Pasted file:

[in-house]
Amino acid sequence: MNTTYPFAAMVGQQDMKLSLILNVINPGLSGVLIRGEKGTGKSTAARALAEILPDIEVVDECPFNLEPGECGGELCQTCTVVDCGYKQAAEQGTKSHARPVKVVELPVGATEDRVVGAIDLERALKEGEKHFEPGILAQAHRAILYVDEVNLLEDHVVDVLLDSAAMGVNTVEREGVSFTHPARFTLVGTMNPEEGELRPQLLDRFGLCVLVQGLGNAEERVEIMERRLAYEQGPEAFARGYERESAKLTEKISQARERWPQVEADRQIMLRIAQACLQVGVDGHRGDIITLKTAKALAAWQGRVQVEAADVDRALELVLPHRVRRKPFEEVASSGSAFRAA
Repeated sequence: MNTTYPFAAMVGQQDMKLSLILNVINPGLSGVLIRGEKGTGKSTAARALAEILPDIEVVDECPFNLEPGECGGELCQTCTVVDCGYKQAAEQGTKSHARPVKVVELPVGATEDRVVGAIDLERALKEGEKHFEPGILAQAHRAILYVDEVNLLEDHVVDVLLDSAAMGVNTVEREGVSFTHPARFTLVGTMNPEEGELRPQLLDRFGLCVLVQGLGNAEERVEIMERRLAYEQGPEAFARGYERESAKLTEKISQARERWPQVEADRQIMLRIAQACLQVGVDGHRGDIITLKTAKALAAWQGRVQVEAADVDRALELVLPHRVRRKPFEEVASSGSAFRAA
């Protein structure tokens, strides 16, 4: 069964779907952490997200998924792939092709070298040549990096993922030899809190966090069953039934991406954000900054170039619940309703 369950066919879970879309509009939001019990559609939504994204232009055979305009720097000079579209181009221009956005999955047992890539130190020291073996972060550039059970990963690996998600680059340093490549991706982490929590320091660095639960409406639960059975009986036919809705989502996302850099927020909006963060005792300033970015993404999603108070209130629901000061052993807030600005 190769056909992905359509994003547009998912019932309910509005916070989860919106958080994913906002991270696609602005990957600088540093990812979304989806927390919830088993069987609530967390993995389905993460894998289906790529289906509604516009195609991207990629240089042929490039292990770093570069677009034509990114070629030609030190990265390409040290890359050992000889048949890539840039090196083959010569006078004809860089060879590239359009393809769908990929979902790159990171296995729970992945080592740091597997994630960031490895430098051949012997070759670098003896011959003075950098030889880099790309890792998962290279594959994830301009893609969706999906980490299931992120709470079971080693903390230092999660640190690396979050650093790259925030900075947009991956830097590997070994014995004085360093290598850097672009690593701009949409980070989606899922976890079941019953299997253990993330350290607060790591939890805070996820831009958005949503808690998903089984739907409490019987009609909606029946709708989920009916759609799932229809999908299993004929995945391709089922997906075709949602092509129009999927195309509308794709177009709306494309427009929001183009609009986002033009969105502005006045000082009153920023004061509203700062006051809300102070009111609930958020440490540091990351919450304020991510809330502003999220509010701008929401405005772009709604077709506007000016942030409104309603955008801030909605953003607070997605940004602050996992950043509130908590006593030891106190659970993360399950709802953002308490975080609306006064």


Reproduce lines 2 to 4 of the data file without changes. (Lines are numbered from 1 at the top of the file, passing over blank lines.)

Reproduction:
Amino acid sequence: MNTTYPFAAMVGQQDMKLSLILNVINPGLSGVLIRGEKGTGKSTAARALAEILPDIEVVDECPFNLEPGECGGELCQTCTVVDCGYKQAAEQGTKSHARPVKVVELPVGATEDRVVGAIDLERALKEGEKHFEPGILAQAHRAILYVDEVNLLEDHVVDVLLDSAAMGVNTVEREGVSFTHPARFTLVGTMNPEEGELRPQLLDRFGLCVLVQGLGNAEERVEIMERRLAYEQGPEAFARGYERESAKLTEKISQARERWPQVEADRQIMLRIAQACLQVGVDGHRGDIITLKTAKALAAWQGRVQVEAADVDRALELVLPHRVRRKPFEEVASSGSAFRAA
Repeated sequence: MNTTYPFAAMVGQQDMKLSLILNVINPGLSGVLIRGEKGTGKSTAARALAEILPDIEVVDECPFNLEPGECGGELCQTCTVVDCGYKQAAEQGTKSHARPVKVVELPVGATEDRVVGAIDLERALKEGEKHFEPGILAQAHRAILYVDEVNLLEDHVVDVLLDSAAMGVNTVEREGVSFTHPARFTLVGTMNPEEGELRPQLLDRFGLCVLVQGLGNAEERVEIMERRLAYEQGPEAFARGYERESAKLTEKISQARERWPQVEADRQIMLRIAQACLQVGVDGHRGDIITLKTAKALAAWQGRVQVEAADVDRALELVLPHRVRRKPFEEVASSGSAFRAA
């Protein structure tokens, strides 16, 4: 069964779907952490997200998924792939092709070298040549990096993922030899809190966090069953039934991406954000900054170039619940309703 369950066919879970879309509009939001019990559609939504994204232009055979305009720097000079579209181009221009956005999955047992890539130190020291073996972060550039059970990963690996998600680059340093490549991706982490929590320091660095639960409406639960059975009986036919809705989502996302850099927020909006963060005792300033970015993404999603108070209130629901000061052993807030600005 190769056909992905359509994003547009998912019932309910509005916070989860919106958080994913906002991270696609602005990957600088540093990812979304989806927390919830088993069987609530967390993995389905993460894998289906790529289906509604516009195609991207990629240089042929490039292990770093570069677009034509990114070629030609030190990265390409040290890359050992000889048949890539840039090196083959010569006078004809860089060879590239359009393809769908990929979902790159990171296995729970992945080592740091597997994630960031490895430098051949012997070759670098003896011959003075950098030889880099790309890792998962290279594959994830301009893609969706999906980490299931992120709470079971080693903390230092999660640190690396979050650093790259925030900075947009991956830097590997070994014995004085360093290598850097672009690593701009949409980070989606899922976890079941019953299997253990993330350290607060790591939890805070996820831009958005949503808690998903089984739907409490019987009609909606029946709708989920009916759609799932229809999908299993004929995945391709089922997906075709949602092509129009999927195309509308794709177009709306494309427009929001183009609009986002033009969105502005006045000082009153920023004061509203700062006051809300102070009111609930958020440490540091990351919450304020991510809330502003999220509010701008929401405005772009709604077709506007000016942030409104309603955008801030909605953003607070997605940004602050996992950043509130908590006593030891106190659970993360399950709802953002308490975080609306006064």